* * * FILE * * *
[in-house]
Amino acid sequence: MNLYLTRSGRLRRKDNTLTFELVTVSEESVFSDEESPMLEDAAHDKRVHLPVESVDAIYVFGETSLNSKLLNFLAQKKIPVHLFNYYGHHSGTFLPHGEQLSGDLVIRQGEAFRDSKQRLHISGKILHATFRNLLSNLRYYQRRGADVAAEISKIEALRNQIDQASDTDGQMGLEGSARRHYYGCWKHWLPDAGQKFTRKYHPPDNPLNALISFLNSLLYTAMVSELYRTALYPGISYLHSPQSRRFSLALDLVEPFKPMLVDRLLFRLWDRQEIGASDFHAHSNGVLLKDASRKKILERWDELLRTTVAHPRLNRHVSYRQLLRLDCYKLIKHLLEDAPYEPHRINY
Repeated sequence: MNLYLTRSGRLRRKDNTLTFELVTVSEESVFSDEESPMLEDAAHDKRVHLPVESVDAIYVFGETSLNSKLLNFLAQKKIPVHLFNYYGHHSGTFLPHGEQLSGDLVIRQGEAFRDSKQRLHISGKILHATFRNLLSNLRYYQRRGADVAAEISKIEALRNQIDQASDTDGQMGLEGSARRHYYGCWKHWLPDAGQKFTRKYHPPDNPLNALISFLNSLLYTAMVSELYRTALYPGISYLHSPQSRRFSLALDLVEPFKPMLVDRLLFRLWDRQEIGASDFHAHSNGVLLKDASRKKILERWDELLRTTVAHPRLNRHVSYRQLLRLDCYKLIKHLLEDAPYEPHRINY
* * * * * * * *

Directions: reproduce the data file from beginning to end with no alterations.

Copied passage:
[in-house]
Amino acid sequence: MNLYLTRSGRLRRKDNTLTFELVTVSEESVFSDEESPMLEDAAHDKRVHLPVESVDAIYVFGETSLNSKLLNFLAQKKIPVHLFNYYGHHSGTFLPHGEQLSGDLVIRQGEAFRDSKQRLHISGKILHATFRNLLSNLRYYQRRGADVAAEISKIEALRNQIDQASDTDGQMGLEGSARRHYYGCWKHWLPDAGQKFTRKYHPPDNPLNALISFLNSLLYTAMVSELYRTALYPGISYLHSPQSRRFSLALDLVEPFKPMLVDRLLFRLWDRQEIGASDFHAHSNGVLLKDASRKKILERWDELLRTTVAHPRLNRHVSYRQLLRLDCYKLIKHLLEDAPYEPHRINY
Repeated sequence: MNLYLTRSGRLRRKDNTLTFELVTVSEESVFSDEESPMLEDAAHDKRVHLPVESVDAIYVFGETSLNSKLLNFLAQKKIPVHLFNYYGHHSGTFLPHGEQLSGDLVIRQGEAFRDSKQRLHISGKILHATFRNLLSNLRYYQRRGADVAAEISKIEALRNQIDQASDTDGQMGLEGSARRHYYGCWKHWLPDAGQKFTRKYHPPDNPLNALISFLNSLLYTAMVSELYRTALYPGISYLHSPQSRRFSLALDLVEPFKPMLVDRLLFRLWDRQEIGASDFHAHSNGVLLKDASRKKILERWDELLRTTVAHPRLNRHVSYRQLLRLDCYKLIKHLLEDAPYEPHRINY